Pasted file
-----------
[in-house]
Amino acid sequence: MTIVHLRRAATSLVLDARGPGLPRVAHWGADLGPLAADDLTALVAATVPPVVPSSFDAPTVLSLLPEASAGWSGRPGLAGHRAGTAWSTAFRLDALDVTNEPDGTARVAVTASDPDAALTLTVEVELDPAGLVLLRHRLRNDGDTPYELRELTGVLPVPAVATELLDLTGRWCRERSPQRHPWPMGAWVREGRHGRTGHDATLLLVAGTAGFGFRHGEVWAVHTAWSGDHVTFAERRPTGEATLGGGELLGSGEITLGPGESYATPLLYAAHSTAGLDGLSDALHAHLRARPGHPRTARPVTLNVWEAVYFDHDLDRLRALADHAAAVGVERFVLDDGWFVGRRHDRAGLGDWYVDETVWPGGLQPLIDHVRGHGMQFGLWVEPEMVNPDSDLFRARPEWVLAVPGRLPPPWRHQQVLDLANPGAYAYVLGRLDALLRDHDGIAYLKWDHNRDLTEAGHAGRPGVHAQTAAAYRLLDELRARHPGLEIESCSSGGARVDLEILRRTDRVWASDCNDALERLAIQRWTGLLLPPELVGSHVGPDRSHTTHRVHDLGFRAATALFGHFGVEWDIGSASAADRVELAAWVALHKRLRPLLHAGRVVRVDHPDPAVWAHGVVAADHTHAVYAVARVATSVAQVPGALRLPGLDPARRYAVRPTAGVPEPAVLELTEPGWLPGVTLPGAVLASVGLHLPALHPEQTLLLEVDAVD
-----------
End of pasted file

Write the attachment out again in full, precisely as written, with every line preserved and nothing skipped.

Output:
[in-house]
Amino acid sequence: MTIVHLRRAATSLVLDARGPGLPRVAHWGADLGPLAADDLTALVAATVPPVVPSSFDAPTVLSLLPEASAGWSGRPGLAGHRAGTAWSTAFRLDALDVTNEPDGTARVAVTASDPDAALTLTVEVELDPAGLVLLRHRLRNDGDTPYELRELTGVLPVPAVATELLDLTGRWCRERSPQRHPWPMGAWVREGRHGRTGHDATLLLVAGTAGFGFRHGEVWAVHTAWSGDHVTFAERRPTGEATLGGGELLGSGEITLGPGESYATPLLYAAHSTAGLDGLSDALHAHLRARPGHPRTARPVTLNVWEAVYFDHDLDRLRALADHAAAVGVERFVLDDGWFVGRRHDRAGLGDWYVDETVWPGGLQPLIDHVRGHGMQFGLWVEPEMVNPDSDLFRARPEWVLAVPGRLPPPWRHQQVLDLANPGAYAYVLGRLDALLRDHDGIAYLKWDHNRDLTEAGHAGRPGVHAQTAAAYRLLDELRARHPGLEIESCSSGGARVDLEILRRTDRVWASDCNDALERLAIQRWTGLLLPPELVGSHVGPDRSHTTHRVHDLGFRAATALFGHFGVEWDIGSASAADRVELAAWVALHKRLRPLLHAGRVVRVDHPDPAVWAHGVVAADHTHAVYAVARVATSVAQVPGALRLPGLDPARRYAVRPTAGVPEPAVLELTEPGWLPGVTLPGAVLASVGLHLPALHPEQTLLLEVDAVD